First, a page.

Cover for The Red RoadIt is 1997. Young Rose Wilson is waiting for her pimp Sammie one night when Pinkie Brown, a young man she knows, asks her to hide a knife for him. Although she has had a crush on him, she suddenly understands he is attempting to use her. She tries to push him away and ends up accidentally stabbing him to death. Terrified about what Sammie will do to her, she attempts to hide from him that she is covered in blood as they drive away from the area. But he finally sees the blood, so she attacks him in panic, killing him. Then she realizes she has nowhere to go and no way to hide her crime, so she sits in the car and waits for the police.

In the present time, Detective Inspector Alex Morrow is set to testify against Michael Brown. He was found guilty years ago of the murder of his older brother Pinkie. Now he is up on weapons charges, as caches of guns with his fingerprints on them were found buried in his back yard. But Alex soon learns something puzzling. Brown’s fingerprints were found at the scene of a murder that happened three days before in an abandoned building on the Red Road, when Brown was in custody. Although Alex is inclined to believe this is some ploy by Brown’s defense, Anton Atholl, she can’t figure out what they have to gain from it. In any case, court is dismissed because of news of the death of another defense attorney, Julius McMillan.

Back in the past, it is Julius McMillan who saves Rose. After Rose admits everything she did, he figures out a way for her to serve minimal time for Sammie’s death, as long as no one connects her to the killing of Pinkie Brown. To save her, he is forced to make a deal with some powerful but unscrupulous men.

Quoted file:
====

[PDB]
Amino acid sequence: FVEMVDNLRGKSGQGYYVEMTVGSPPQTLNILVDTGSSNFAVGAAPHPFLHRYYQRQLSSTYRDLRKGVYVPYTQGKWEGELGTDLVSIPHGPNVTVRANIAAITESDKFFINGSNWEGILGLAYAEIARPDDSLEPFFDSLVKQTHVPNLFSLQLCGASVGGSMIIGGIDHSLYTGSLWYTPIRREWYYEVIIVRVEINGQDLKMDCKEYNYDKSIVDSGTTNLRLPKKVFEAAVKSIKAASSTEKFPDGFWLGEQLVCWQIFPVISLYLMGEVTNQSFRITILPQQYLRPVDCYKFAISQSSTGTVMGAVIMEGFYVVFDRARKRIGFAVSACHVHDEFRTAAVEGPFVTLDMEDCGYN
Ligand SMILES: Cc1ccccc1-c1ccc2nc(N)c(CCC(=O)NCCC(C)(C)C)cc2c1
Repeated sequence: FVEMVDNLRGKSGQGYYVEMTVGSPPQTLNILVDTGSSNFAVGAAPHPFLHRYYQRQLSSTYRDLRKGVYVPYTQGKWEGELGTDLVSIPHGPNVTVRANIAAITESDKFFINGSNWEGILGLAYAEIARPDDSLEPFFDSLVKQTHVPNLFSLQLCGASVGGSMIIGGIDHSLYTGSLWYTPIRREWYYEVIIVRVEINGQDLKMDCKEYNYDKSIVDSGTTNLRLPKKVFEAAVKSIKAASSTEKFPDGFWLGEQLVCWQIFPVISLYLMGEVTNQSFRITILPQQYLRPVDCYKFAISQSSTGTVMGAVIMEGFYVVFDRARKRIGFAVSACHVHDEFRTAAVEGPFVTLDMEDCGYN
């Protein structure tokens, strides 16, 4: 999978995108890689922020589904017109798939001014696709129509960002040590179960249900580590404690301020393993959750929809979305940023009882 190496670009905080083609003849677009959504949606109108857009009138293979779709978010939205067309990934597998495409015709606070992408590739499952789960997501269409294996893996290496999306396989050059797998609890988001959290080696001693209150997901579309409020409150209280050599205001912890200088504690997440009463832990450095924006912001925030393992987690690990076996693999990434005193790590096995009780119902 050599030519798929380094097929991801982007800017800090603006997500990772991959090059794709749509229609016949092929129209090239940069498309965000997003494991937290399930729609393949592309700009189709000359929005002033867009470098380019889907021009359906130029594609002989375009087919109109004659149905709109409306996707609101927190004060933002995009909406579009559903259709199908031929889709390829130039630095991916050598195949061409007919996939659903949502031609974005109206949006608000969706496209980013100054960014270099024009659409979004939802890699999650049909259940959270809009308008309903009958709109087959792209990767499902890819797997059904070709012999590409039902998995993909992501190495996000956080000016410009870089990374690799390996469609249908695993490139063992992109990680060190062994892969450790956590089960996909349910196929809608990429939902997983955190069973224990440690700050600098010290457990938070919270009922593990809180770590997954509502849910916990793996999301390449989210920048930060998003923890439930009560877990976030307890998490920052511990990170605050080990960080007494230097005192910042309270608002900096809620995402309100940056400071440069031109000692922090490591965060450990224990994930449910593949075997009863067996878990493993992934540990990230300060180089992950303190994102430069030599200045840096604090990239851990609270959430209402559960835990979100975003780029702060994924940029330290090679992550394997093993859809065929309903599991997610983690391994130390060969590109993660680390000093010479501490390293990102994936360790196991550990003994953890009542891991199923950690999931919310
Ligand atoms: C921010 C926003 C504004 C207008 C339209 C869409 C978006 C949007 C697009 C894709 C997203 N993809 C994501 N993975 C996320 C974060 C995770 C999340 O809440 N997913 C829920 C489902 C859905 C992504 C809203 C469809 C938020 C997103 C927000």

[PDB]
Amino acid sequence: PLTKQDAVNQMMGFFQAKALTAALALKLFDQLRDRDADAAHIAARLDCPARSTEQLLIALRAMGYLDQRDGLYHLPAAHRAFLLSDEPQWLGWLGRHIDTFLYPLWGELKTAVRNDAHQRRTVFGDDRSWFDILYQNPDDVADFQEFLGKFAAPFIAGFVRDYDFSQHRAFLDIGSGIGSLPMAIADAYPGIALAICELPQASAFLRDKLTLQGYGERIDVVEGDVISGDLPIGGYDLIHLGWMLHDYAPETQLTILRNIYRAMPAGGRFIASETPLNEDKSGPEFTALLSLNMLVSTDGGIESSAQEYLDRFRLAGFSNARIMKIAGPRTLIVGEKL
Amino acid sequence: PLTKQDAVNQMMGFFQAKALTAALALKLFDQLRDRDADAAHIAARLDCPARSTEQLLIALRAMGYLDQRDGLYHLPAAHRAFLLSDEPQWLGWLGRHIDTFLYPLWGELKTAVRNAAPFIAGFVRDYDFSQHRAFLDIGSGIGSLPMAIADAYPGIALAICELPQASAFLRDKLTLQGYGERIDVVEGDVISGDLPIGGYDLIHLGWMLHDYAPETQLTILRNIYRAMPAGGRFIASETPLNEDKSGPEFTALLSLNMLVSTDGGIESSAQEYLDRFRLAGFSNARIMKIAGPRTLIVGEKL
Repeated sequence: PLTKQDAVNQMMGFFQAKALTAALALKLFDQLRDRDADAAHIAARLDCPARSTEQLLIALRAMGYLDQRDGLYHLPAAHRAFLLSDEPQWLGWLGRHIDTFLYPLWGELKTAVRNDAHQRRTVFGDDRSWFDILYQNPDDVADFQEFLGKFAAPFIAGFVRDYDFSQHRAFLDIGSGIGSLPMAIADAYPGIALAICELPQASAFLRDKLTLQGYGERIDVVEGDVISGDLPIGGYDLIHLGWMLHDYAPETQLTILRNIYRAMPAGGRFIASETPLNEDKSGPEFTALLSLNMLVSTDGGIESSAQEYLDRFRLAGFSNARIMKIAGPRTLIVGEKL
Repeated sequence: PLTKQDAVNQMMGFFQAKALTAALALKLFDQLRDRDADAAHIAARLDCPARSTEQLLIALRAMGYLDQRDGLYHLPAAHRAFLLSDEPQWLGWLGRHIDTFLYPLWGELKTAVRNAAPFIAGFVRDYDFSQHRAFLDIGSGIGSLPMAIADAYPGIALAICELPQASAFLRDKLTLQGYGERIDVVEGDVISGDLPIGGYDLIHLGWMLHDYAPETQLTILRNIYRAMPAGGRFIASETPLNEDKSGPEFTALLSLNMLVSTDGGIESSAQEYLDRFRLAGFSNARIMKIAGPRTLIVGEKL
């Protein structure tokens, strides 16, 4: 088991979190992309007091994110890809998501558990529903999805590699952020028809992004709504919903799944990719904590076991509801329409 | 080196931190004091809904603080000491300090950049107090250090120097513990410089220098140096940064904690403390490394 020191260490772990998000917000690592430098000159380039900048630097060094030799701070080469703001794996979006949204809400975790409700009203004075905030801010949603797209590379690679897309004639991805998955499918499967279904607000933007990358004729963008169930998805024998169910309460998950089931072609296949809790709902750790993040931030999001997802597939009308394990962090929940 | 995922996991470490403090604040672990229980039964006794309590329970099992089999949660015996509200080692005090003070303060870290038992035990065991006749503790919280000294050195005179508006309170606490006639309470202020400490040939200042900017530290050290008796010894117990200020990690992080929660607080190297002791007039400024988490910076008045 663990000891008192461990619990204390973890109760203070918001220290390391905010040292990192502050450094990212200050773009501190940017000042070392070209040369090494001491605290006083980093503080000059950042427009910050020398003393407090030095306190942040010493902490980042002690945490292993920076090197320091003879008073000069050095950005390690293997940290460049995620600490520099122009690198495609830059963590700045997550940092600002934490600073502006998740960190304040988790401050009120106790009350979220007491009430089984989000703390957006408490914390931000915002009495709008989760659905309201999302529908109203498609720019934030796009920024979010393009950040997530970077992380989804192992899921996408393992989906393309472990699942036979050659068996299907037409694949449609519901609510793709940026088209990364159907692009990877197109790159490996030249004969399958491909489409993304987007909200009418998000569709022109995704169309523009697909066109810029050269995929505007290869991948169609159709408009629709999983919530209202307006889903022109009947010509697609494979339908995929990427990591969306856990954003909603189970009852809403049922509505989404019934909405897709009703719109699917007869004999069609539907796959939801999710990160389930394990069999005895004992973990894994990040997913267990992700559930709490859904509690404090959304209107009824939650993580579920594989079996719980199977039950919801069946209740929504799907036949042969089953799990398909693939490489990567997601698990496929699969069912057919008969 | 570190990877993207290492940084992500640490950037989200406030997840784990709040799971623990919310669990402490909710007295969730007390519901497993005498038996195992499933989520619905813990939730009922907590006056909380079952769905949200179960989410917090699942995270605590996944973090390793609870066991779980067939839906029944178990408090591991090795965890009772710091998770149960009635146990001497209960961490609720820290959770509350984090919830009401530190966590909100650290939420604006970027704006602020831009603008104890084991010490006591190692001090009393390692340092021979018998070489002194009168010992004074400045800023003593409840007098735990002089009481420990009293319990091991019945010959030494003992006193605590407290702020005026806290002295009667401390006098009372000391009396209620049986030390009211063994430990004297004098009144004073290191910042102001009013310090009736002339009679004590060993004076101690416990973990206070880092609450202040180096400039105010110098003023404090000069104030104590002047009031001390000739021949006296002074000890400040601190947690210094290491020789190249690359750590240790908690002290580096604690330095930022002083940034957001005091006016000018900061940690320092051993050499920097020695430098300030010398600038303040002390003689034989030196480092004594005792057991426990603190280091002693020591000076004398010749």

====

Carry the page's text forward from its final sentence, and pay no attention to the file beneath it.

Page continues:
Alex’s investigation is taking some unexpected detours, and eventually she figures out that there was a conspiracy to pin Pinkie’s murder on Michael years ago. Michael’s fingerprints were switched for those of the real murderer, who has just killed again. Although Alex begins to realize she will be up against some powerful people, she just can’t let something like that go.

Denise Mina’s mysteries are set in a gritty Glasgow. Alex is an abrasive and stubborn heroine whose career keeps being dead-ended because she insists on going up against corrupt politicians and police. The novels are smart and interesting, with convincingly drawn characters.

Day 377: Gods and Beasts

Cover for Gods and BeastsMartin Pavel is standing behind an old man and a child in the post office waiting to mail Christmas packages when a gunman comes in. The old man pushes the little boy toward Martin and behaves as if he knows the gunman. The gunman forces the old man to assist him in the robbery and then shoots him.